Photos from my black belt test

As promised!

\Bat Sai (Bassai)

Bat Sai (Bassai)

Knife Kata

One of many "deaths" in a knife kata

Don Kwan

Two-person kata

Self-Defense Throw

Self-defense Throw

Self-defense throw

Self-defense throw (in color)

Sparring the mat

Sparring (and staying on the mat)

Three years ago . . . two days ago.

Has it really been three years?!

Yep. It was three years ago today that I tore my the ACL in my left knee during my exam for 2nd kyup (brown belt).   In my head, it doesn’t seem like it’s been that long.  But looking at my last update more than a year and half ago, I realize how far I’ve come.

The knee is good.

Very good, in fact.  It stands up to everything that I ask of it.  It’s not perfect, mind you.  I have to wear a neoprene wrap that’s similar to those little patellar braces you see so many people wearing these days.  It’s not ideal, but with the wrap on I hardly feel that bursitis that dogged me for so long, even when I practice karate.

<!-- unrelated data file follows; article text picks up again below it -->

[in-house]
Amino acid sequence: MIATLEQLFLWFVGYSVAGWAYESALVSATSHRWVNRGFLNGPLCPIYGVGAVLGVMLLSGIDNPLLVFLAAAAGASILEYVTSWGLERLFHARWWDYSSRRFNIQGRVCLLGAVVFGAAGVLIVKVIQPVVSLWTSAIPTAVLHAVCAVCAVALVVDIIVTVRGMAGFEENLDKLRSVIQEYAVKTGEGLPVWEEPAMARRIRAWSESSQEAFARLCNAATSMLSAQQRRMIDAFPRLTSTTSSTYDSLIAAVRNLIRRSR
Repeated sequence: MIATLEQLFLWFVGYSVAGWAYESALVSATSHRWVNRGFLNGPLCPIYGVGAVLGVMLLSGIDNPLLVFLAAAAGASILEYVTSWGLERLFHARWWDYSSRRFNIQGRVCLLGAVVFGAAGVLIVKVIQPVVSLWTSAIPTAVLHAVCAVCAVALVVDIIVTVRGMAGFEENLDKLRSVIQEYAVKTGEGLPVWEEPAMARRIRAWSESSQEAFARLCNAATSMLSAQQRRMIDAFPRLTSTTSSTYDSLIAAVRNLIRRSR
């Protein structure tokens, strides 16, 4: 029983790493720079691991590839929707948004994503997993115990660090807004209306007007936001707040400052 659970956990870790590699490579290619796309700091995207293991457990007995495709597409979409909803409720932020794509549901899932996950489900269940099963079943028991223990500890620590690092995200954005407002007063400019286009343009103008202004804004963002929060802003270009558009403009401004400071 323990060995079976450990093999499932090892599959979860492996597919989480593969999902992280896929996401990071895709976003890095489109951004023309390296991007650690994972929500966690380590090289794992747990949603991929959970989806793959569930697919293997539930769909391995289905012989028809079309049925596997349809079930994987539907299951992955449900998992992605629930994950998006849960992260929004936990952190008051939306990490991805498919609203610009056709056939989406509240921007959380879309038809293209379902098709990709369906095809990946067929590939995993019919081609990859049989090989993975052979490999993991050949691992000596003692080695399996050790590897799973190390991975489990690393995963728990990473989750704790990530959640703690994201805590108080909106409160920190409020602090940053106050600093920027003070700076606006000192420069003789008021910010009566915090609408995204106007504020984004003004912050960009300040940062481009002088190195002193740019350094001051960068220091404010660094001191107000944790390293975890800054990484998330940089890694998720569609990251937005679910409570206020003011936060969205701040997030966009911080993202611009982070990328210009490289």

And, boy, have I been practicing karate.  Which brings me to . . .

. . . two days ago

I earned my black belt!

It probably shouldn’t have taken three years to get there after the injury.  But the bursitis really dogged me as did the recurring shoulder pain, which can still be a problem.  I had to abandon Bo kata and stay away from any of the work with bokken that my school does because of my shoulders.   But I stuck with it.  I figured out what worked and what didn’t with my knee (and my shoulders, too).  I kept training on it until I started not just to trust the knee but to feel very natural on it.  And then I trained very hard over the past four months, during which time the knee was often the least of my troubles as I gained a collection of bumps, bruises, cuts, and scrapes everywhere else on my body.

As the big day approached my main worry was being nervous for the test and forgetting parts of my material (which includes being ready to perform 20 one-steps, 20 self-defense throws with some variations, 20 defenses against knife strikes, at least one of 15 single-person kata, and 2 or more of 6 two-person kata).  The knee was never a concern.  And, thankfully, my brain was merciful and allowed me to focus and even really enjoy the entire exam.